Friday, June 30, 2006

Can She Bake a Cherry Pie?

In case you haven’t flipped the page on your calendar yet, I’d like to remind you that the 4th of July – and all its accompanying patriotic frivolity – is fast approaching. This Tuesday, many Americans will spend the day getting pink-skinned at the beach or pool, and later, will join family and friends for incendiaries, inebriates and Independence Day feasting. Sometimes the feast will involve a potluck, and sometimes that means you will have to offer up dessert. What in the world will you bring?

Gee, I have an idea.

And what could be more American? While some may consider apple to be the quintessential American pie, there’s one reason I can’t recommend that you put an apple pie in your 4th of July picnic basket: Apples are not in season.

Luckily for you, cherries are.


Now before you rush to the store and pick up a quart-basket of those tasty, burgundy-skinned or creamy pink-mottled variety, heed this warning: Don’t bother making this pie unless you have tart, ruby-red pie cherries.


While those other varieties are just fine for piling in a bowl and grabbing handfuls to munch on and spit their seeds across the patio, only their flashy first cousins will do for this pie.

Here in Lancaster County we have a terrific orchard, Cherry Hill Farms, where you can buy all varieties of cherries – or even pick your own. (Normally, you’d find the Queen perched on a ladder and plucking rosy orbs herself, but you might have heard that we’ve been having a bit of rain around here. . .)

When you do find a source for pie cherries, I advise you to buy a lot of them. Use some for this pie and then freeze the rest. You’ll need to pit them, of course, but I promise you that’s not as grim a prospect as you might imagine. Position yourself on the sofa with three bowls: one containing the pre-pitted cherries and one each for the pits and the resulting pitted cherries. Pour yourself a beer and turn on a baseball game – preferably one involving the Reds, Cardinals, Dodgers, Yankees, or Red Sox (okay, I admit it – I’m polyamorous when it comes to The Boys of Summer)-- or a good movie (In America, or Kinsey if your children aren’t hovering nearby).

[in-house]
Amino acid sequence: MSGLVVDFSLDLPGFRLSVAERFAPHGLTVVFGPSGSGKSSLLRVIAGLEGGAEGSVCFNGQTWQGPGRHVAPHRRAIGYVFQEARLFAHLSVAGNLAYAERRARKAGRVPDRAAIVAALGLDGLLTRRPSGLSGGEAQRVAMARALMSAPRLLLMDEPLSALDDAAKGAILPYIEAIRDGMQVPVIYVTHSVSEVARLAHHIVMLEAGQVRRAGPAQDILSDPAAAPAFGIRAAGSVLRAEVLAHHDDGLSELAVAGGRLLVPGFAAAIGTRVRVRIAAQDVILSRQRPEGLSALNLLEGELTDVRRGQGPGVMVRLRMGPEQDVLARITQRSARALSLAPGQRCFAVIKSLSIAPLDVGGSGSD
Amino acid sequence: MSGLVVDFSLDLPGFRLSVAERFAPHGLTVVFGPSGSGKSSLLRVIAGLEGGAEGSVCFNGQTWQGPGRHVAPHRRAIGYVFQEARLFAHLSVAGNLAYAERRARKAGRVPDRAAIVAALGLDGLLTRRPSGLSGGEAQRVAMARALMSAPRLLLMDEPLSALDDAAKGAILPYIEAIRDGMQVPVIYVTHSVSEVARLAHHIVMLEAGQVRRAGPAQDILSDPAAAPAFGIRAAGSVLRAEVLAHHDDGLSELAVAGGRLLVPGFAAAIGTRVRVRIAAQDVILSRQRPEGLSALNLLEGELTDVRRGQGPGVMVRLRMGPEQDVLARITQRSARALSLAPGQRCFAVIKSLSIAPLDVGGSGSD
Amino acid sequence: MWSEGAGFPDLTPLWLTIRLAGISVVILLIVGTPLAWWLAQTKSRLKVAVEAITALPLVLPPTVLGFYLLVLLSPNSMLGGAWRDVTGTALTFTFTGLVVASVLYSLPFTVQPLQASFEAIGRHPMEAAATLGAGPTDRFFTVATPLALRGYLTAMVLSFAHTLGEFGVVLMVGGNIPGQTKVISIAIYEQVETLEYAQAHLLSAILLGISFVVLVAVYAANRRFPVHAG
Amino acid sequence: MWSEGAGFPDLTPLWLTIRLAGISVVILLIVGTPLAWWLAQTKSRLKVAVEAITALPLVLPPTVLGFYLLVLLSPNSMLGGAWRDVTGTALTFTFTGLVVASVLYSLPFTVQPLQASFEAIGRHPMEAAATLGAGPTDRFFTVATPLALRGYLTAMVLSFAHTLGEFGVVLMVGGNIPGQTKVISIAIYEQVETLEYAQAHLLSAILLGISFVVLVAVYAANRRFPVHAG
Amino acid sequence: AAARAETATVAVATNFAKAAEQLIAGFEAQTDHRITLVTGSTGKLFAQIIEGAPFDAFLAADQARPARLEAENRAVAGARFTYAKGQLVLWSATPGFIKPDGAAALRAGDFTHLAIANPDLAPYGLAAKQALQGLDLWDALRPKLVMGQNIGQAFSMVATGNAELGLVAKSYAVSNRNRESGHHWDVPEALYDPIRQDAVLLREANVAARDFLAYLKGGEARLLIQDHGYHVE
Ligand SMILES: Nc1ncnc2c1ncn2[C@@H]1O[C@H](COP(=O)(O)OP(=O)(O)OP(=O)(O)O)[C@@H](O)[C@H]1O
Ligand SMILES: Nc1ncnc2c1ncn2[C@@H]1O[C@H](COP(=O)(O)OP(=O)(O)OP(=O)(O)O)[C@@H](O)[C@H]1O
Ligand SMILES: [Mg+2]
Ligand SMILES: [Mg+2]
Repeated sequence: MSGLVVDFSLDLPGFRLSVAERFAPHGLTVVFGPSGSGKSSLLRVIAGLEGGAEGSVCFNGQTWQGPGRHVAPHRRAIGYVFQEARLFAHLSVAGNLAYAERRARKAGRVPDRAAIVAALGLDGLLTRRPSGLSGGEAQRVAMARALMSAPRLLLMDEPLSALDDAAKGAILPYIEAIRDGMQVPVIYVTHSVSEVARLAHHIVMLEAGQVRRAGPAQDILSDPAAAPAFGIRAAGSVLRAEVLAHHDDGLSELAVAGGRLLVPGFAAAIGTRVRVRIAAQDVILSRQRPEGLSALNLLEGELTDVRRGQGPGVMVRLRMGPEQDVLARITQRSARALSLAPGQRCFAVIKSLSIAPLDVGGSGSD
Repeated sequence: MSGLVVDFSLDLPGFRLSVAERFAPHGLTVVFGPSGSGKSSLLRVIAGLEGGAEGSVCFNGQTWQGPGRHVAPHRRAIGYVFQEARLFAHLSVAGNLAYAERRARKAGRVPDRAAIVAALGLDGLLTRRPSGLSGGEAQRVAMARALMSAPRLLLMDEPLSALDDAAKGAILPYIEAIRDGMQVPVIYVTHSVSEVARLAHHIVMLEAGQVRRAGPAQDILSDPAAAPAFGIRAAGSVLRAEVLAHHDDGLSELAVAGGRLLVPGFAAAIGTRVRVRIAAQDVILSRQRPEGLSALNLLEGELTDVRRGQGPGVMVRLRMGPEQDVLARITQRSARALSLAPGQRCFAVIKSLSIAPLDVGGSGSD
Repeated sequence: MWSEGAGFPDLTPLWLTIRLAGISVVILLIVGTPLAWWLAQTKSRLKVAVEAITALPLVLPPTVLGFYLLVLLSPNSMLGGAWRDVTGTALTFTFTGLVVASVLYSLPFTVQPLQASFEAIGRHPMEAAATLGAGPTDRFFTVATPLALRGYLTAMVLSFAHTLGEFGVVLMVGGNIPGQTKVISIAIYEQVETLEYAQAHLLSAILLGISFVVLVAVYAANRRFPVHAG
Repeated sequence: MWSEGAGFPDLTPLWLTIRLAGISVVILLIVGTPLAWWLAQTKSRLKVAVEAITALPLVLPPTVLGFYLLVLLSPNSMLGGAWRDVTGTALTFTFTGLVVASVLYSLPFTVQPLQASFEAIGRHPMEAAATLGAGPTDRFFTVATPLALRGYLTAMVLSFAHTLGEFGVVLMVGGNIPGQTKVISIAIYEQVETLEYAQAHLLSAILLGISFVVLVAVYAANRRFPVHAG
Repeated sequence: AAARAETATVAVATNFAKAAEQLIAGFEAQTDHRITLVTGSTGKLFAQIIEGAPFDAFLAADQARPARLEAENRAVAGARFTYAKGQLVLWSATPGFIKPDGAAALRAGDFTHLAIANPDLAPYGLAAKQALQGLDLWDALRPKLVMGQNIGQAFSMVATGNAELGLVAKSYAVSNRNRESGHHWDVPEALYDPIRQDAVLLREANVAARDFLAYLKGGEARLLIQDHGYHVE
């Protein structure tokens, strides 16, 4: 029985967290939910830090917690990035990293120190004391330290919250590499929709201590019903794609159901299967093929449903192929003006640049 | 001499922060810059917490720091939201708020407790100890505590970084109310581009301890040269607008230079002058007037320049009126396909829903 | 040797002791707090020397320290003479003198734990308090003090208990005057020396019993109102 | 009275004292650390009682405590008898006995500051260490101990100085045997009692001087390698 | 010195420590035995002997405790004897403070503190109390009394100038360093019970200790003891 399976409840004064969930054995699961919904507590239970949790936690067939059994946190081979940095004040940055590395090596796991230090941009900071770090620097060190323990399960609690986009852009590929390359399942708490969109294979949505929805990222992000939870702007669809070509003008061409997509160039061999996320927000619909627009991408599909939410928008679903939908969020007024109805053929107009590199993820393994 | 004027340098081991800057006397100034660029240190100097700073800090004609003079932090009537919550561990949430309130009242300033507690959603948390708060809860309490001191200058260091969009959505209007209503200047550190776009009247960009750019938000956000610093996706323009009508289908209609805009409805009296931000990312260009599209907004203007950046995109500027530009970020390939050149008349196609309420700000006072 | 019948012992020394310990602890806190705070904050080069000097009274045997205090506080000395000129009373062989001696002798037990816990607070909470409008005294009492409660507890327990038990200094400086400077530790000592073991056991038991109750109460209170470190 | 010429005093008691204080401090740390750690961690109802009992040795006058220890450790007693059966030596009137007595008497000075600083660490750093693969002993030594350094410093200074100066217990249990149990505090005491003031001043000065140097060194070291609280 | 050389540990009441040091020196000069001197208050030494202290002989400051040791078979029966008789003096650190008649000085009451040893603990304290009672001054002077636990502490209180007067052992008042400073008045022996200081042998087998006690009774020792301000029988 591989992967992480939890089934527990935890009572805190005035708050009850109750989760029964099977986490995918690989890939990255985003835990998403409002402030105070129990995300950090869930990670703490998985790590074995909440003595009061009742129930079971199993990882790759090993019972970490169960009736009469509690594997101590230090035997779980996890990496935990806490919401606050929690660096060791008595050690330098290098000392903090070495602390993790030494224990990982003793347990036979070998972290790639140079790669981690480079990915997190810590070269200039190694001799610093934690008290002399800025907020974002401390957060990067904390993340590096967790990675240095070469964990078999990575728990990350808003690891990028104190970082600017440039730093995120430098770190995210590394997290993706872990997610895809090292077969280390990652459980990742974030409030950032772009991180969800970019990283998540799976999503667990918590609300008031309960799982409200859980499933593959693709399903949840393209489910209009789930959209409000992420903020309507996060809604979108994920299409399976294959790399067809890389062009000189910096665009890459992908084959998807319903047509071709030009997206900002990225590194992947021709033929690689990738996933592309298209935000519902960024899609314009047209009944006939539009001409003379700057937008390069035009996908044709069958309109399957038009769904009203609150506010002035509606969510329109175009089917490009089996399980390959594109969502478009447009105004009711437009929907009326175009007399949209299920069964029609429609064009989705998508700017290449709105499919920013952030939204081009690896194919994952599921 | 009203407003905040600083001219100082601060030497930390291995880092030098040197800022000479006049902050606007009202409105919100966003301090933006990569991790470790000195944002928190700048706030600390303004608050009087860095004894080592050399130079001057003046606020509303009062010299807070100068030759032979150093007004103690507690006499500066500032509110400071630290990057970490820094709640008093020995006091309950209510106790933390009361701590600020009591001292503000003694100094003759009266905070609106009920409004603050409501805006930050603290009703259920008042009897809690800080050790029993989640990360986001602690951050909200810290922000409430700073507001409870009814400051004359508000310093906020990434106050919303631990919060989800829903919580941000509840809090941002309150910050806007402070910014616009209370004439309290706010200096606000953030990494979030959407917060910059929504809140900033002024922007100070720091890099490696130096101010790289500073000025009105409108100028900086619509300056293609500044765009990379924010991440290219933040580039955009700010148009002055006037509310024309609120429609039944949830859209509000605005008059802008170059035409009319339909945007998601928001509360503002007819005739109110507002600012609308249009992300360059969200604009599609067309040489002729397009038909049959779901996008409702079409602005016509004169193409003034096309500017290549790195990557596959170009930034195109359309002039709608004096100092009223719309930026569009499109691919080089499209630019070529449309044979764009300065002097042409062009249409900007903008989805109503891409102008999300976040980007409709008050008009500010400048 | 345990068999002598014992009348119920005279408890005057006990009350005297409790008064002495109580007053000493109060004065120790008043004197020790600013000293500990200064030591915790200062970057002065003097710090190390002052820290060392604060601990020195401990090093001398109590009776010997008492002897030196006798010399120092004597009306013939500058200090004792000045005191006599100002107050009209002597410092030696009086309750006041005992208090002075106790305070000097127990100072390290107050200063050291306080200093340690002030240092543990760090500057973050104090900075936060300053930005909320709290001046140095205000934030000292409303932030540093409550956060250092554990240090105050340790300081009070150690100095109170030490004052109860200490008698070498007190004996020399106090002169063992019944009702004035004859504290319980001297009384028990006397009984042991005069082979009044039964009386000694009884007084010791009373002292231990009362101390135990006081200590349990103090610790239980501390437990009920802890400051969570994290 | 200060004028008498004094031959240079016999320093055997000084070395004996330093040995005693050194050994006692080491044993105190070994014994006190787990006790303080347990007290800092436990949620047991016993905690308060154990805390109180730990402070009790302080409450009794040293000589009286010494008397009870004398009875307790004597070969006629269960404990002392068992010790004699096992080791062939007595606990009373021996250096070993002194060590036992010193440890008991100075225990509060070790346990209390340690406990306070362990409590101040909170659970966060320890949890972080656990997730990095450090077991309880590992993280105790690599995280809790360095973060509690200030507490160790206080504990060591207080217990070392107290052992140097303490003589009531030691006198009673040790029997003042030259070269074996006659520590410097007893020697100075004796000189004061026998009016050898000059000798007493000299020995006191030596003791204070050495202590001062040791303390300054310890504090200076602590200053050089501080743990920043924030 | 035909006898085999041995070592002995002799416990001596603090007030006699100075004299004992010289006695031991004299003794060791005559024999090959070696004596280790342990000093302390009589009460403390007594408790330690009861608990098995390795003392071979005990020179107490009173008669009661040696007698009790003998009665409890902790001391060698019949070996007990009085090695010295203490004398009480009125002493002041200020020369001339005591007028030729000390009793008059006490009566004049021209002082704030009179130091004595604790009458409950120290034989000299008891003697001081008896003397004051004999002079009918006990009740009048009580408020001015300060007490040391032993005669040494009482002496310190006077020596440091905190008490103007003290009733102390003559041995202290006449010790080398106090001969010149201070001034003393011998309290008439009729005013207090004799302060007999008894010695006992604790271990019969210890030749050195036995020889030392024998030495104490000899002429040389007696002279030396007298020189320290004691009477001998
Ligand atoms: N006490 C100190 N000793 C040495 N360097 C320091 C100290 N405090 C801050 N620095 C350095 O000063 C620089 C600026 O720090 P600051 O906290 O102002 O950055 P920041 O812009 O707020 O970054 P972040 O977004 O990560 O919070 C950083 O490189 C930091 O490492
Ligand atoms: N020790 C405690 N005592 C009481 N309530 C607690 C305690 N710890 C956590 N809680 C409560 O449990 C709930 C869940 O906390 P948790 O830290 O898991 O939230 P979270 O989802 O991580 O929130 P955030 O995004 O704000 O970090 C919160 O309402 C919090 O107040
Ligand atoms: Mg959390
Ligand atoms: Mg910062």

And then you pit. And pit. And pit. Use whatever implement you have – the tip of a spoon, a clean hairpin, or an actual cherry-pitter – and be prepared for your fingertips to get stained and sticky pink juice to spill into your lap. You won’t care because you’ll be cheering the Reds crush the Cubs. By the fourth inning, you’ll have gone through several pounds of cherries and will be ready for another beer.


Reserve about a pound and a half of the pitted cherries for the pie and package up the rest into Ziploc bags for freezing. Come January you can make another pie and send me a thank you note.


Cherry Pie
Adapted from The Pie and Pastry Bible

Not only is this a perfectly luscious pie specimen --the tartness of the cherries melding with the sugared cherry juice and buttery crust -- but it’s an absolute beauty. The cherries don’t lose much of their stunning color during baking – although they get a tiny bit shriveled – and they peep up through the lattice of the crust in a most tantalizing way.

For crust:

2 ½ c. flour
1 t. salt
1 t. sugar
1 c. (2 sticks) cold butter, cut into small pieces
½ c. ice water

For filling:

1 c. sugar
3 T. cornstarch
½ t. salt
4 c. pie cherries (about 1 ½ pounds), pitted, with juices reserved